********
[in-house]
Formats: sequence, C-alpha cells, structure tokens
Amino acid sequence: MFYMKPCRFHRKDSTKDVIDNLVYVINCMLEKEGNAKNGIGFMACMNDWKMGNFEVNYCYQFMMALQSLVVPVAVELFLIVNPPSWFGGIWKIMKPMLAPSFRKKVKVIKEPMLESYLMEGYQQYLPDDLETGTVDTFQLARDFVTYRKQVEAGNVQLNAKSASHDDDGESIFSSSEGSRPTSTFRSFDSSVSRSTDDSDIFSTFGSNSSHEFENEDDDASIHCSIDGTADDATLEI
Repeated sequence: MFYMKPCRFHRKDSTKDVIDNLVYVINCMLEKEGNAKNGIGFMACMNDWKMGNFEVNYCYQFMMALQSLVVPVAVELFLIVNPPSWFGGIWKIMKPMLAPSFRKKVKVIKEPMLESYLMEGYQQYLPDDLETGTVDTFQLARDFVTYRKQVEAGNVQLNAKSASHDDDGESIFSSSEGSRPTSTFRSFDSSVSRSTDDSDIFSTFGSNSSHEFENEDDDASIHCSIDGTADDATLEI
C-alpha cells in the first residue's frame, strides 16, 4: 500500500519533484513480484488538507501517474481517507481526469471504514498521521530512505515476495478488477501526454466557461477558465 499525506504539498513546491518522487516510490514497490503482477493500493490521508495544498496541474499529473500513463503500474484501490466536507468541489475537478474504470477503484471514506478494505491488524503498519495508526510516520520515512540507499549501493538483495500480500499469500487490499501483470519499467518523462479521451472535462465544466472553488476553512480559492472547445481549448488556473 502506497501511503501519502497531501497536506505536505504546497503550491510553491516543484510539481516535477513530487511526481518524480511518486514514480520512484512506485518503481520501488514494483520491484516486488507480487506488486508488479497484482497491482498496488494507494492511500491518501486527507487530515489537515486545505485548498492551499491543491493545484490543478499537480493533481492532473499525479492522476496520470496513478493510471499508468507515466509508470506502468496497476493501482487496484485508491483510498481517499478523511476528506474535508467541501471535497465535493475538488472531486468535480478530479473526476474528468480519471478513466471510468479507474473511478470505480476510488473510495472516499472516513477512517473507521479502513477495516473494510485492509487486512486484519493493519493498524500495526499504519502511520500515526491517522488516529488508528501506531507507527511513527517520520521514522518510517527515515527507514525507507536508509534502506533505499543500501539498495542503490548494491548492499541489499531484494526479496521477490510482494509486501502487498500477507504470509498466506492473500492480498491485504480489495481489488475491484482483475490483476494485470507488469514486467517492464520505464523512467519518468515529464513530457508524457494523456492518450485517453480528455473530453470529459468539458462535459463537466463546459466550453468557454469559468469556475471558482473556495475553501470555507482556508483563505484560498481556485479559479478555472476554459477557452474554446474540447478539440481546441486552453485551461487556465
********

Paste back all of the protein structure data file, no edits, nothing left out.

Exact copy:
[in-house]
Formats: sequence, C-alpha cells, structure tokens
Amino acid sequence: MFYMKPCRFHRKDSTKDVIDNLVYVINCMLEKEGNAKNGIGFMACMNDWKMGNFEVNYCYQFMMALQSLVVPVAVELFLIVNPPSWFGGIWKIMKPMLAPSFRKKVKVIKEPMLESYLMEGYQQYLPDDLETGTVDTFQLARDFVTYRKQVEAGNVQLNAKSASHDDDGESIFSSSEGSRPTSTFRSFDSSVSRSTDDSDIFSTFGSNSSHEFENEDDDASIHCSIDGTADDATLEI
Repeated sequence: MFYMKPCRFHRKDSTKDVIDNLVYVINCMLEKEGNAKNGIGFMACMNDWKMGNFEVNYCYQFMMALQSLVVPVAVELFLIVNPPSWFGGIWKIMKPMLAPSFRKKVKVIKEPMLESYLMEGYQQYLPDDLETGTVDTFQLARDFVTYRKQVEAGNVQLNAKSASHDDDGESIFSSSEGSRPTSTFRSFDSSVSRSTDDSDIFSTFGSNSSHEFENEDDDASIHCSIDGTADDATLEI
C-alpha cells in the first residue's frame, strides 16, 4: 500500500519533484513480484488538507501517474481517507481526469471504514498521521530512505515476495478488477501526454466557461477558465 499525506504539498513546491518522487516510490514497490503482477493500493490521508495544498496541474499529473500513463503500474484501490466536507468541489475537478474504470477503484471514506478494505491488524503498519495508526510516520520515512540507499549501493538483495500480500499469500487490499501483470519499467518523462479521451472535462465544466472553488476553512480559492472547445481549448488556473 502506497501511503501519502497531501497536506505536505504546497503550491510553491516543484510539481516535477513530487511526481518524480511518486514514480520512484512506485518503481520501488514494483520491484516486488507480487506488486508488479497484482497491482498496488494507494492511500491518501486527507487530515489537515486545505485548498492551499491543491493545484490543478499537480493533481492532473499525479492522476496520470496513478493510471499508468507515466509508470506502468496497476493501482487496484485508491483510498481517499478523511476528506474535508467541501471535497465535493475538488472531486468535480478530479473526476474528468480519471478513466471510468479507474473511478470505480476510488473510495472516499472516513477512517473507521479502513477495516473494510485492509487486512486484519493493519493498524500495526499504519502511520500515526491517522488516529488508528501506531507507527511513527517520520521514522518510517527515515527507514525507507536508509534502506533505499543500501539498495542503490548494491548492499541489499531484494526479496521477490510482494509486501502487498500477507504470509498466506492473500492480498491485504480489495481489488475491484482483475490483476494485470507488469514486467517492464520505464523512467519518468515529464513530457508524457494523456492518450485517453480528455473530453470529459468539458462535459463537466463546459466550453468557454469559468469556475471558482473556495475553501470555507482556508483563505484560498481556485479559479478555472476554459477557452474554446474540447478539440481546441486552453485551461487556465